My time on placement was really interesting, and there was an excellent balance between placement and relaxation!
During my time off I relaxed by the pool or walked down to Slipway – the local shopping and restaurant area on the seafront. I even found a gym down the road to go to a few times a week – it was pretty run down and definitely a locals’ gym, but it was functional and nice getting to know the owners!
I play ultimate frisbee at home and managed to seek out a Dar es Salaam team made up of locals and expats who I went to play with a couple of times.
We had Swahili lessons at the house twice a week which were really useful, as well as fun! It’s a fairly easy language to pick up and by the end of my stay, I had lots of useful phrases up my sleeve.
One afternoon a group of us from the house went to a big football match at the city stadium which was quite an experience! The entire crowd supported the local team Simba, and we were apparently the only foreigners in the stadium as a TV crew came to interview us!
In the evenings we had barbeques at the house, went out to local bars and had a weekly karaoke night at the local beach.
We went on an excellent safari and went on day trips to the nearby islands.
On the weekends I went out on trips with new friends from the house (who were doing a variety of courses - midwifery, physiotherapy, nursing and dentistry, as well as medicine - and were from all over the world).
We went on an excellent safari and went on day trips to the nearby islands. Four of us also went on a safari to the Serengeti and Ngorogoro Crater in the North which was an amazing experience!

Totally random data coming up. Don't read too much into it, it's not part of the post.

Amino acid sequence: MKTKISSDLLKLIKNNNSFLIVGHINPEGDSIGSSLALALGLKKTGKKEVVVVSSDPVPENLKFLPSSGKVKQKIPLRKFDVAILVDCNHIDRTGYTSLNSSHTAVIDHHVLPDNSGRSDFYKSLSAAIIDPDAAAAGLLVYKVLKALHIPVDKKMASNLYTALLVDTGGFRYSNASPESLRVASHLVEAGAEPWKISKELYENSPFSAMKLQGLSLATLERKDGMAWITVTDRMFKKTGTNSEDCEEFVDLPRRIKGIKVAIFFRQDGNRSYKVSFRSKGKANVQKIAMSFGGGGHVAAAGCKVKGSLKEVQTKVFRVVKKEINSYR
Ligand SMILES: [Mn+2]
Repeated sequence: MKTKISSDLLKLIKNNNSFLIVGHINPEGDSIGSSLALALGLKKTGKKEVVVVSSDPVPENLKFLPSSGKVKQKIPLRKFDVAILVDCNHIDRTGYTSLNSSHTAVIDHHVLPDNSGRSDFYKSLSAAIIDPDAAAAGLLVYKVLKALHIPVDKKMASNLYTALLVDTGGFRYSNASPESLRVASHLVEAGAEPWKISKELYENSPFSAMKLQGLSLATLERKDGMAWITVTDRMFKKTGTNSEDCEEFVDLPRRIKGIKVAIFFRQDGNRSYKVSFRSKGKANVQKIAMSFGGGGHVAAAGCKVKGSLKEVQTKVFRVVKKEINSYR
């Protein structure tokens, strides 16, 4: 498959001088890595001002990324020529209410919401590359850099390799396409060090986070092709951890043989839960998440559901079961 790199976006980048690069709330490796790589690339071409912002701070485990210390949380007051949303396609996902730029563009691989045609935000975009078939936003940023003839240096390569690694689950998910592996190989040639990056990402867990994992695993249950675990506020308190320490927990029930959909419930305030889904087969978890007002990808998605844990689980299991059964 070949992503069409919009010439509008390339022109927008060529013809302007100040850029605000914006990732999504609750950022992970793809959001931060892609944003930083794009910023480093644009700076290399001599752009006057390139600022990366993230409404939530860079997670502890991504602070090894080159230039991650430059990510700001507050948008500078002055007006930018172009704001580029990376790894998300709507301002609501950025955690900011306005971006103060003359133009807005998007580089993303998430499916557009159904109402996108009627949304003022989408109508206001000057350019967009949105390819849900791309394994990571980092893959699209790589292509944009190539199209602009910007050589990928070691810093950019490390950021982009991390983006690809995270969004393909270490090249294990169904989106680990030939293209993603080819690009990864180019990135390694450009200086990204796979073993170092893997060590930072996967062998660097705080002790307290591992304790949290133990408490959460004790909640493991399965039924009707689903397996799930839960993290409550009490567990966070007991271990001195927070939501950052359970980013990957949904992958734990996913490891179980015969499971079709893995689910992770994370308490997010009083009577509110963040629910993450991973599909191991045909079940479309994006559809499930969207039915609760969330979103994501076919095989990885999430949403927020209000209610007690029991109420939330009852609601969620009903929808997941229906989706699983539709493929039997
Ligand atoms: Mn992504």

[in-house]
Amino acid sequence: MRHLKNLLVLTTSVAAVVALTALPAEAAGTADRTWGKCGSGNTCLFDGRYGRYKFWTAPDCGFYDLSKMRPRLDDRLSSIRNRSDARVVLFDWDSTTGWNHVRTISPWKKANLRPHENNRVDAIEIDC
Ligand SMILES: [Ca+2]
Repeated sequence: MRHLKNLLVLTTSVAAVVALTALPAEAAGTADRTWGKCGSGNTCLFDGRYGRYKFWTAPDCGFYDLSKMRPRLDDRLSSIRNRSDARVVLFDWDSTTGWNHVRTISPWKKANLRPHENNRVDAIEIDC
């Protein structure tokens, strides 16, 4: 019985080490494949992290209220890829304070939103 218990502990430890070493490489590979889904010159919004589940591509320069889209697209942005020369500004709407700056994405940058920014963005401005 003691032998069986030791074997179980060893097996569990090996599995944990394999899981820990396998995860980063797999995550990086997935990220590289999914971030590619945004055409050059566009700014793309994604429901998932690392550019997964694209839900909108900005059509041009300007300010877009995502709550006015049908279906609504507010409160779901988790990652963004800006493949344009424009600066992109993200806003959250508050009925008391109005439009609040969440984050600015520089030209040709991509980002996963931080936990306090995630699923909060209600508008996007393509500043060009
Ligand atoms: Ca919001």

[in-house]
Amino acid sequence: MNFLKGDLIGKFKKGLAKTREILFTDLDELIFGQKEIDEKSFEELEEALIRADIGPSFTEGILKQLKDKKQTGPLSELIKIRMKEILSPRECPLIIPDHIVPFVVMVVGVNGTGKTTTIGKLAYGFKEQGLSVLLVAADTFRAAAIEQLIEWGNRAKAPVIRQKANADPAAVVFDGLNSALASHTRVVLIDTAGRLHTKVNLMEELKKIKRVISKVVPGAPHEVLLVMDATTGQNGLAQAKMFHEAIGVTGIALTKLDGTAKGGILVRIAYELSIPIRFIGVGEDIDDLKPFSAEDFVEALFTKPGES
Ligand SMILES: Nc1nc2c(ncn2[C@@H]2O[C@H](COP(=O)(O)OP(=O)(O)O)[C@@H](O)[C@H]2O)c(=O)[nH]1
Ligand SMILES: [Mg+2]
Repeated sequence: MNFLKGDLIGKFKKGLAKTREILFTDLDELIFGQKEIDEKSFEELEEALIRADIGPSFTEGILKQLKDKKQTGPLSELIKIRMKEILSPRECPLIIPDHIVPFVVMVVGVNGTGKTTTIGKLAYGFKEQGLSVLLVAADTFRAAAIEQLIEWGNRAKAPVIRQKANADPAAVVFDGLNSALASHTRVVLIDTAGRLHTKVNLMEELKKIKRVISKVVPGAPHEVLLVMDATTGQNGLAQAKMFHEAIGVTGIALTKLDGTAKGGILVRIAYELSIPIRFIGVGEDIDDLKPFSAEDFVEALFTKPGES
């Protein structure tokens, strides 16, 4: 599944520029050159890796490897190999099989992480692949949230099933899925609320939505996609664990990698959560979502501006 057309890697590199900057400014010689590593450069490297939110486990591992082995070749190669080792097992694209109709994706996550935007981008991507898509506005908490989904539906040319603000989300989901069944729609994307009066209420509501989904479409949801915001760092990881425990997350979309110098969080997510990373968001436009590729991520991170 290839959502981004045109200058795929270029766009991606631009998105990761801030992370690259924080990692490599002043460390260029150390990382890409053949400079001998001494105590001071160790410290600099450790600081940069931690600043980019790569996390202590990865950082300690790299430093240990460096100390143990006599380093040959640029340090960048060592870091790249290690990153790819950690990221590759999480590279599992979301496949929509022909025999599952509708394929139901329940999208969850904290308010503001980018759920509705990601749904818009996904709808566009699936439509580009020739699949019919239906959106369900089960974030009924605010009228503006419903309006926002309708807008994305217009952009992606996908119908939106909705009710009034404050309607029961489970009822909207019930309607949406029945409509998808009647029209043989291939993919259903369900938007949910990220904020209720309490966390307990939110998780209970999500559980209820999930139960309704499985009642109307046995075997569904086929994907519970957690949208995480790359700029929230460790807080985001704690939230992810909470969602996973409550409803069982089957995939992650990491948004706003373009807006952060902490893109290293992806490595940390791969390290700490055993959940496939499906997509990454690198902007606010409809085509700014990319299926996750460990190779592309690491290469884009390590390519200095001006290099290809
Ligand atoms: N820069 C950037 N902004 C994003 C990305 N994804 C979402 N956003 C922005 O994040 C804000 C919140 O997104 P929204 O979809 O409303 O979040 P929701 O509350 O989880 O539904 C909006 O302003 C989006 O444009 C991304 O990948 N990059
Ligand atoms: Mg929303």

My highlight, though, was spending a weekend in Zanzibar! It’s easy to get a ferry across from Dar es Salaam, and there’s a guide that everyone from the house recommended who was brilliant.
The beaches were absolutely stunning with crystal clear waters and Stonetown (the city) has a lovely, relaxed atmosphere. Seeing the giant tortoises on Prison Island was amazing, as was the ‘blue safari’ where we sailed around islands (complete with a constant supply of fresh tropical fruit on the boat!) and did lots of snorkelling.
Village Healthcare Week
My final week in Tanzania was spent on the Village Healthcare Week. Which was fantastic and ended up being my favourite week!
The village is a long coach ride away, which is an experience in itself, and we even spotted giraffes, warthogs and zebras as we drove through a national park.
During the week, every morning was spent at the health centre either in the mother and baby clinic, shadowing technicians in the on-site lab, or sat in with the GP.
I found sitting in with the doctors really interesting. Their attitude was a lot more paternalistic than in the UK, and although I found myself questioning their management decisions, at the same time I realised that I was far less experienced than them and did not know the local population.
The GPs were really friendly and happy to have us sit in, and got us involved by dictating the notes to us.
Many of the patients had malaria (it was often the first differential to be ruled out), and the lab had rapid finger-prick testing for malaria, syphilis and HIV.
Afternoons were spent doing a different activity each day: we went on a bike ride through the sugar cane plantations, walked up to a nearby waterfall where we could swim, went on a hike where we saw baboons, visited a witch doctor, and had a personal performance from a local dancing troupe.
I would genuinely really recommend the Village Healthcare Week to anyone considering it.
I had a brilliant time in Tanzania and writing this review has brought back so many good memories!
I’d highly recommend Work the World. They made organising an elective so easy and the team both in-country and at the head office in the UK have all been fantastic.
The customer service is exceptional and any queries before the trip were responded to quickly and effectively.
At the house in Dar, the team were invariably fantastic and became friends to us while we were there.
My elective was such a good experience; I made some great friends who I’m still in touch with, I saw interesting and different medicine to what I’d see at home and I got to experience and enjoy a new country and culture.